What is above all astonishing is that all the other dinosaurs seemed to show very steady growth. This is not only true of the plateosaur's closest relations, but also of dinosaurs which came onto the evolutionary stage well before plateosaurs and which therefore could perhaps be assumed to have shown a more 'reptilian' type of growth. "These findings are puzzling," Martin Sander admits. "Of course the plateosaur may simply be an exception. However, we do not see this hypothesis as being very likely. Perhaps the extant finds have not been correctly interpreted. Or the dinosaurs' family tree as we imagine it is simply not accurate."



Story Source:

The above story is based on materials provided by University of Bonn. Note: Materials may be edited for content and length.


Cite This Page:

University of Bonn. "Unexpected Finding: Some Dinosaurs Grew Slower In Hard Times." ScienceDaily. ScienceDaily, 19 December 2005. <www.sciencedaily.com/releases/2005/12/051219084817.htm>.
University of Bonn. (2005, December 19). Unexpected Finding: Some Dinosaurs Grew Slower In Hard Times. ScienceDaily. Retrieved September 16, 2014 from www.sciencedaily.com/releases/2005/12/051219084817.htm
University of Bonn. "Unexpected Finding: Some Dinosaurs Grew Slower In Hard Times." ScienceDaily. www.sciencedaily.com/releases/2005/12/051219084817.htm (accessed September 16, 2014).

Share This



More Fossils & Ruins News

Tuesday, September 16, 2014

Featured Research

from universities, journals, and other organizations


Featured Videos

from AP, Reuters, AFP, and other news services

Researchers Explore Shipwrecks Off Calif. Coast

Researchers Explore Shipwrecks Off Calif. Coast

AP (Sep. 16, 2014) — Federal researchers are exploring more than a dozen underwater sites where they believe ships sank in the treacherous waters west of San Francisco in the decades following the Gold Rush. (Sept. 16) Video provided by AP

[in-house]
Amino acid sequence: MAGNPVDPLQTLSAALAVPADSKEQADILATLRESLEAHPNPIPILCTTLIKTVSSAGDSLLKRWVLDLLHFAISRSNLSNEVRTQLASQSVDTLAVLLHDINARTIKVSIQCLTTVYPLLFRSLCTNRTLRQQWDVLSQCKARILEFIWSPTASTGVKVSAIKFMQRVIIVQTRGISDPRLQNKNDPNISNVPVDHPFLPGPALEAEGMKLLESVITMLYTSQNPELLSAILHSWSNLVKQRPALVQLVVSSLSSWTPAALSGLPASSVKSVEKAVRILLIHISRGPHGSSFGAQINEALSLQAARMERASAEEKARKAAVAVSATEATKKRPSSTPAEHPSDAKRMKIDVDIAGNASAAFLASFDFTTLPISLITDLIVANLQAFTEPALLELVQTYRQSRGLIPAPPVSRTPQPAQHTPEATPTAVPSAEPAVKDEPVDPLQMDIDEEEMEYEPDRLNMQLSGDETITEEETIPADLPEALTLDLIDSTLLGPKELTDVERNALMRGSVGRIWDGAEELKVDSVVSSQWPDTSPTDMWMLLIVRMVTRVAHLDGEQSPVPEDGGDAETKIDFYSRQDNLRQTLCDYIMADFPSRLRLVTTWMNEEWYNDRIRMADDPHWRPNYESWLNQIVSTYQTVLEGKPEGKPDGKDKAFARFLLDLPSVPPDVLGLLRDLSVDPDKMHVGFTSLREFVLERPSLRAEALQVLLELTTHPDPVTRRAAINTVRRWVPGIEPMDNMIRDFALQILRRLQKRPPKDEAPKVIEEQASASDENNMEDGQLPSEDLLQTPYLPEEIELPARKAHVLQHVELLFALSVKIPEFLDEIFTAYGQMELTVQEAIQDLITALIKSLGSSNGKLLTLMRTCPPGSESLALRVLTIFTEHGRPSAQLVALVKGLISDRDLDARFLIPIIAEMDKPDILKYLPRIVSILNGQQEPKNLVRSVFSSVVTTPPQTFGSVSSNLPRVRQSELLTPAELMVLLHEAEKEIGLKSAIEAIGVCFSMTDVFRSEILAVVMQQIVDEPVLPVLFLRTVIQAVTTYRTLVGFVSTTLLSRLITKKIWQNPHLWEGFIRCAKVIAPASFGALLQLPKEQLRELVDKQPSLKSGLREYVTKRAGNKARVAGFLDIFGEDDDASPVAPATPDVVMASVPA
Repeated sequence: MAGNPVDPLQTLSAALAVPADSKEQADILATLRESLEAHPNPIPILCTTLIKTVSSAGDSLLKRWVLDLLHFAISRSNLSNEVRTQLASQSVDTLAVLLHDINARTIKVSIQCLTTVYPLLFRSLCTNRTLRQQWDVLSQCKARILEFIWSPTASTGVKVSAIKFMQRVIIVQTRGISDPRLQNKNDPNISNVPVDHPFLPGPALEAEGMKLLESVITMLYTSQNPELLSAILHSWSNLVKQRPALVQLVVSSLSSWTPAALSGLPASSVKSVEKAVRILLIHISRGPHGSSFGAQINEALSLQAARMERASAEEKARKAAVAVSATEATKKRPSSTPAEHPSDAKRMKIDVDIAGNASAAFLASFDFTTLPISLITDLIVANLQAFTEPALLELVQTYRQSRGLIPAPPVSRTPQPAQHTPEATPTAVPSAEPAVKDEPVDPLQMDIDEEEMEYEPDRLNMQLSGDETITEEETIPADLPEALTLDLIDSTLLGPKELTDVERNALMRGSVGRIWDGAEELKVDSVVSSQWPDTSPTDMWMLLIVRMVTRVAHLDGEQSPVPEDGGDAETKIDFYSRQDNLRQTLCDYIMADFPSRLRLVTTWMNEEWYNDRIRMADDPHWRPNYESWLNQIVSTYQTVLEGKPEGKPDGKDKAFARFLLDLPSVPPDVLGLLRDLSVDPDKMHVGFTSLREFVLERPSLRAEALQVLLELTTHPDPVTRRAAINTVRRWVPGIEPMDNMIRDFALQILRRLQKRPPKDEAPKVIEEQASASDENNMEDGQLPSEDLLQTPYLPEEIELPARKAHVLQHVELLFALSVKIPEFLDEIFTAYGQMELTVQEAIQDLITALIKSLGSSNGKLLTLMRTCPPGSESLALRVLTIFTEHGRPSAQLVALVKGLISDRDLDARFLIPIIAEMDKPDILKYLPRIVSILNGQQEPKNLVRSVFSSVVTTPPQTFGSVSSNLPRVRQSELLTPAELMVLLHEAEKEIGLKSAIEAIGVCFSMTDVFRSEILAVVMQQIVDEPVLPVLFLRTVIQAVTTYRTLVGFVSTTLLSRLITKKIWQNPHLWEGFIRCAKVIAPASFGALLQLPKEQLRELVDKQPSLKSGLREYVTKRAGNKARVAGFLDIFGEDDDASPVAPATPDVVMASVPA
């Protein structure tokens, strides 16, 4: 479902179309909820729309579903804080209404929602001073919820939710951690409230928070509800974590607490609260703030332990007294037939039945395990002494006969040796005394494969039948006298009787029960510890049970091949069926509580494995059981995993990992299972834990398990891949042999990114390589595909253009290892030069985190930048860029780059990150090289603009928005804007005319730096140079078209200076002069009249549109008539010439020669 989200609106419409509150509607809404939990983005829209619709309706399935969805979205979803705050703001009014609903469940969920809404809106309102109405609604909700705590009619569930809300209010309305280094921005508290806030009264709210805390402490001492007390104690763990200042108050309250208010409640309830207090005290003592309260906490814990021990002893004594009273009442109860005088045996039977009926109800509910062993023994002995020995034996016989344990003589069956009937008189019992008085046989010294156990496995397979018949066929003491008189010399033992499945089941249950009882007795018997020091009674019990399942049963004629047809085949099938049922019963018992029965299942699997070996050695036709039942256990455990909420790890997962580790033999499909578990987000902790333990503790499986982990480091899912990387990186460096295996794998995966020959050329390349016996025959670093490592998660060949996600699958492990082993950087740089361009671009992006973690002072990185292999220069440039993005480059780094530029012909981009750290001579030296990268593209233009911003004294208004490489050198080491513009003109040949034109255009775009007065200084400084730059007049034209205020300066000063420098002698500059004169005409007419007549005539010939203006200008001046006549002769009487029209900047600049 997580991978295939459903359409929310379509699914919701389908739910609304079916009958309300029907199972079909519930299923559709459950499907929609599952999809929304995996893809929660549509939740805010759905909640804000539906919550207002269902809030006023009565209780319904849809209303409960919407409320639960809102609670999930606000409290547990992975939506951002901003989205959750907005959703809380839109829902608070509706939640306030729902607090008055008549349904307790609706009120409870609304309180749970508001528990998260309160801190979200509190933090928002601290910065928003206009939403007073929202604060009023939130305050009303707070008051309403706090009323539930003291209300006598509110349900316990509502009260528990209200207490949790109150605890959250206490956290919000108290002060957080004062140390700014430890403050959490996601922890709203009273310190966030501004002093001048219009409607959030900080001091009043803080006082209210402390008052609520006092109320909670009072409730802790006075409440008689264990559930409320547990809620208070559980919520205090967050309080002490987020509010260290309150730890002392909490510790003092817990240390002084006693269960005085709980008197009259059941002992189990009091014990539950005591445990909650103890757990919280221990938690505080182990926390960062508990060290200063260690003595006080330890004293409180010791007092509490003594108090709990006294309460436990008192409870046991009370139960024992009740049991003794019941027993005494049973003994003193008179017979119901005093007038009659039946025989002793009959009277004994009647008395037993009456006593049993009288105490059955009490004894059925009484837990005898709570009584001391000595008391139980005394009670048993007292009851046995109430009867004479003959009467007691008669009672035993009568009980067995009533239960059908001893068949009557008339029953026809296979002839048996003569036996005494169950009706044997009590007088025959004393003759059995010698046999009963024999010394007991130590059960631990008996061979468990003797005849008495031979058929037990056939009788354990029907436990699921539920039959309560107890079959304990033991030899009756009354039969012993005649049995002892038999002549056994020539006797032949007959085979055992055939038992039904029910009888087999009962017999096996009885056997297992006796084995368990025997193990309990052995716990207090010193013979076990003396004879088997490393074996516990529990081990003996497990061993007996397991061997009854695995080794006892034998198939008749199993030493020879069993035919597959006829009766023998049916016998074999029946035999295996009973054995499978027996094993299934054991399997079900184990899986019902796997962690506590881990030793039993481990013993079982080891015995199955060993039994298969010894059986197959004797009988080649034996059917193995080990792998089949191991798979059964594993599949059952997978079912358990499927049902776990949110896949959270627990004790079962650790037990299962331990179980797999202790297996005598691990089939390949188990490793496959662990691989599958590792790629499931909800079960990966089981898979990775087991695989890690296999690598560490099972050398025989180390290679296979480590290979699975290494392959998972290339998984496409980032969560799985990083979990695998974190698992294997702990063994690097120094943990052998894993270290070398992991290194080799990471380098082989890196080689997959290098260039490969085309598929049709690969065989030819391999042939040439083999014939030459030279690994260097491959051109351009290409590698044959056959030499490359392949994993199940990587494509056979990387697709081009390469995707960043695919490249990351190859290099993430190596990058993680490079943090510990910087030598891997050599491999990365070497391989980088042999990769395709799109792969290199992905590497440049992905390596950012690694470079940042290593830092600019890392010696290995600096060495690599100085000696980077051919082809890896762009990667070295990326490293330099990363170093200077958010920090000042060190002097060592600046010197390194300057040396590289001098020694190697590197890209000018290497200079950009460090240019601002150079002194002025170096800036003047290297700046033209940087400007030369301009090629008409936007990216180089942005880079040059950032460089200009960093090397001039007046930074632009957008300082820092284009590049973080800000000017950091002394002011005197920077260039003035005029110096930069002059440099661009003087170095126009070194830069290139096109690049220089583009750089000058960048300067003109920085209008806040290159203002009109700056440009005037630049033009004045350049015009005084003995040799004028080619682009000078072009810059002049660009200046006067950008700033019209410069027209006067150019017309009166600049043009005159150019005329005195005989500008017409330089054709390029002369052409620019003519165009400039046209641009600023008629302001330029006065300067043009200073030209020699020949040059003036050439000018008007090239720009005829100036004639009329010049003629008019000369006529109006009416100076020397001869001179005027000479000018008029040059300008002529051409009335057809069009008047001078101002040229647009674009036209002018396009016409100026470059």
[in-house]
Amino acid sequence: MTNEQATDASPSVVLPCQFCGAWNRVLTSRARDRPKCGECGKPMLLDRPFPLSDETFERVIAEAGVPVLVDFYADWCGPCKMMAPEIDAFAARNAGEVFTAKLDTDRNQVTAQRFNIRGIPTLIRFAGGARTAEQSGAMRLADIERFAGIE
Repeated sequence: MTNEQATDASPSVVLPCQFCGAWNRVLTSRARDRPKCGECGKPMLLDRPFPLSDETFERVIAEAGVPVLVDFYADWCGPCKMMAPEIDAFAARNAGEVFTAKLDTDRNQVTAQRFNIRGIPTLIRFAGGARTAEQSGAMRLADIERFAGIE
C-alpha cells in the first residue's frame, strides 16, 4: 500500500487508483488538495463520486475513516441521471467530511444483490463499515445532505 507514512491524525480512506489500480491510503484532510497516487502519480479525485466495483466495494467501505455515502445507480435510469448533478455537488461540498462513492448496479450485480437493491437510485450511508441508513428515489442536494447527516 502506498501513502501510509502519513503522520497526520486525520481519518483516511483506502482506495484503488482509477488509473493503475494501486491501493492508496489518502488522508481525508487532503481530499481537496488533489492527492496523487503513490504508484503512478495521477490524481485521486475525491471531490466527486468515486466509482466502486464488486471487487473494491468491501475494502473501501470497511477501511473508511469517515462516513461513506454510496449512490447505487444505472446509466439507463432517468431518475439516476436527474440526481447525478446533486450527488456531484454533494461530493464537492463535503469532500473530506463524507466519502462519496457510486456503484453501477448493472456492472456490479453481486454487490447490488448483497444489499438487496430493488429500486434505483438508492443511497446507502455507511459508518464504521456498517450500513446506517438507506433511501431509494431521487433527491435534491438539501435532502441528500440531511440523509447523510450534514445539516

Powered by NewsLook.com
Museum Traces Fragments of Star-Spangled Banner

Museum Traces Fragments of Star-Spangled Banner

AP (Sep. 12, 2014) — As the Star-Spangled Banner celebrates its bicentennial, Smithsonian curators are still uncovering fragments of the original flag that inspired Francis Scott Key's poem. (Sept. 12) Video provided by AP
Powered by NewsLook.com
Spinosaurus Could Be First Semi-Aquatic Dinosaur

Spinosaurus Could Be First Semi-Aquatic Dinosaur

Newsy (Sep. 11, 2014) — New research has shown that the Spinosaurus, the largest carnivorous dinosaur, might have been just as well suited for life in the water as on land. Video provided by Newsy
Powered by NewsLook.com
Meet Spinosaurus, the First-Known Water Dinosaur

Meet Spinosaurus, the First-Known Water Dinosaur

AFP (Sep. 11, 2014) — Spinosaurus aegyptiacus was adapted for both land and water, and an exhibit featuring a life-sized model, based on new fossils unearthed in eastern Morocco, opens at the National Geographic Museum in Washington on Friday. Duration: 01:02 Video provided by AFP
Powered by NewsLook.com

Search ScienceDaily

Number of stories in archives: 140,361

Find with keyword(s):
 
Enter a keyword or phrase to search ScienceDaily for related topics and research stories.

Save/Print:
Share:  

Breaking News:
from the past week

In Other News

... from NewsDaily.com

Science News

Health News

    Environment News

      Technology News



      Save/Print:
      Share:  

      Free Subscriptions


      Get the latest science news with ScienceDaily's free email newsletters, updated daily and weekly. Or view hourly updated newsfeeds in your RSS reader:

      Get Social & Mobile


      Keep up to date with the latest news from ScienceDaily via social networks and mobile apps:

      Have Feedback?


      Tell us what you think of ScienceDaily -- we welcome both positive and negative comments. Have any problems using the site? Questions?
      Mobile iPhone Android Web
      Follow Facebook Twitter Google+
      Subscribe RSS Feeds Email Newsletters
      Latest Headlines Health & Medicine Mind & Brain Space & Time Matter & Energy Computers & Math Plants & Animals Earth & Climate Fossils & Ruins